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Noyce Guitars
Mount Clear
Ballarat, Victoria
Australia, 3350


Guitar set-up/maintenance
Australian Musician
Ian Noyce 1/8/96

In this article I want to cover the basics of maintaining your guitar; the sort of stuff you can safely do yourself, and to give you some idea when you should see a professional repairer.

Firstly, we need to know that the guitar set-up is O.K. in the first place, and there are a few checks we can make to establish this.

Nut height:
To check that the fingerboard has been slotted to correct height, follow this procedure for each string. If you fret the string at the third fret, the string will be held down over the second fret. Now look at the string clearance over the first fret; there should be only a minimal gap and if you tap the string with a finger of your free (right) hand, you get a pinging sound. If there is too little or no clearance you don't get the ping, if there is too much clearance you also don't get a ping. Minimum clearance is a cigarette paper (0.05mm.) and maximum clearance is the cardboard cover on the Tally Ho pack (0.2mm.). This is for acoustics or electrics, according to taste.

Neck relief:
This is the slight concave bow in the neck, which facilitates a more uniform action than a dead straight neck. If you fret the neck at the first and thirteenth fret there should be about a business card thickness of clearance (0.25mm.) between the low E string and the fifth fret. For the high E, a tight Tally Ho pack thickness (0.15mm).

Given the nut height and neck relief are O.K. the action can taken as the string clearance at the twelfth fret. This can cover quite a range depending on the player, strings etc. but a very low electric action would be 1.0mm.- 1.5mm. (high E-low E) and a high acoustic action about 2.4-3.2mm. Electric Bass measurements are similar to acoustic guitar.
(A $2.00 coin is 3mm., 20c is 2.3mm., 10c is 1.8mm. and 5c is 1.3mm.)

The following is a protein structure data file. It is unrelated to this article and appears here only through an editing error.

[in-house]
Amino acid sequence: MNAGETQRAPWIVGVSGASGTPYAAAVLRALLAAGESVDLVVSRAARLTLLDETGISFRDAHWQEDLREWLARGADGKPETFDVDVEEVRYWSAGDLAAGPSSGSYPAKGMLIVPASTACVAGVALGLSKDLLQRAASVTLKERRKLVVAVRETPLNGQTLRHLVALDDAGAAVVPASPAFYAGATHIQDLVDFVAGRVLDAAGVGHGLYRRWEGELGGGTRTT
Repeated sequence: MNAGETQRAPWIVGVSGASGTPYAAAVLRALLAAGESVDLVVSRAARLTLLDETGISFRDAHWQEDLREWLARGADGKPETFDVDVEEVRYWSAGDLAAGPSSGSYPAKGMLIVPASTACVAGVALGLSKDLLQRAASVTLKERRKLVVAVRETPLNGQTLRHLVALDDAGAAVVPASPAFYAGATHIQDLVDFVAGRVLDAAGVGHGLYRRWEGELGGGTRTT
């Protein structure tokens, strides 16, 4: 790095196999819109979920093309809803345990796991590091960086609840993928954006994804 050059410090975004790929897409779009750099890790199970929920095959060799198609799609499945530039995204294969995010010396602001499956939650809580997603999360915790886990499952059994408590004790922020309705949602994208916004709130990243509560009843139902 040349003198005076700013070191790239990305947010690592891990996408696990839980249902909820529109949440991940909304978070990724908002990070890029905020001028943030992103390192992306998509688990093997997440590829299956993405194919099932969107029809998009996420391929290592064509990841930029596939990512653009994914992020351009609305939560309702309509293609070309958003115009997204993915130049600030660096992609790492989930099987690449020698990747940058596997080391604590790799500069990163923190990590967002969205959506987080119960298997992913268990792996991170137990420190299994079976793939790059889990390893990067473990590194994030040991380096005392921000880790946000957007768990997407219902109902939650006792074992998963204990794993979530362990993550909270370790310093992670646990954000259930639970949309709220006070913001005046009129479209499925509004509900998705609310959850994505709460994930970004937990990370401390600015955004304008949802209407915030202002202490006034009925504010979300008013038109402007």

Now, if you think your guitar is not set-up to the above description, then maybe you should see a reputable repairer; it won't cost anything for an appraisal and at least you've got an appraisal of your appraisal!

The adjustments made by a repairer in setting up a guitar include a combination of nut slotting, fret dressing / shaping / polishing, truss-rod adjustments, and bridge/saddle adjustments all done in conjunction with each other.

Once you know your guitar is set-up right for you, there's a few things you can do to keep it that way and that's really maintenance.

1. Machine Heads;
Check firmness of mounting screws, button tension screws and top mounting nut.(cheaper machines will only have mounting screws to attend to.)

2. Fingerboard nut;
If it's a plastic nut (preformed) there's not much you can do. If it's set up reasonably low, it 'll wear lower and eventually buzz on open string notes, so if you can, have a bone nut installed-it 'll sound better, tune more easily and last a lot longer. If it pings when tuning, you can rub the slots with ultra fine sandpaper to get rid any metal scrapings/grit etc.

3. Fingerboard and frets;
Depending on climate and your skin, a fair bit of gunk can build up on the fingerboard and the frets can corrode a little and get rougher in feel. Most supermarkets or hardware stores have OOO steel wool (superfine). A small piece of this can be rubbed up and down the fingerboard, cleaning and polishing simultaneously. If the fingerboard is too dry for you then a swipe and rub with most "fingerboard oils" available at music stores will fix it. If the neck feels too dry you can rub it too.

4. Bridge;
On acoustics the saddle should sit up straight in the slot and not develop sharp bits that can help break strings. Again, with plastic saddles, the strings will wear into them and cause problems; the best solution is replacement with a bone bridge saddle.

On electrics, all bridge components should be firm. Loose bits usually make all sorts of buzzes and this generally means if you can't stop the rattles, get a new bridge. Thread locking products can bog up loose threads but are not an ongoing solution.

5. Other stuff.
Check strap pin screws and all other screws and jack socket nut for tightness.

6.Clean and Polish.
General cleaning and polishing should be done with a guitar polish but particularly grimy jobs might need starting with warm soapy water on a soft cloth.

So, that's a very brief overview of checking that your guitar is in reasonable shape and keeping it that way between visits to your repairer for that refret you've played your way into!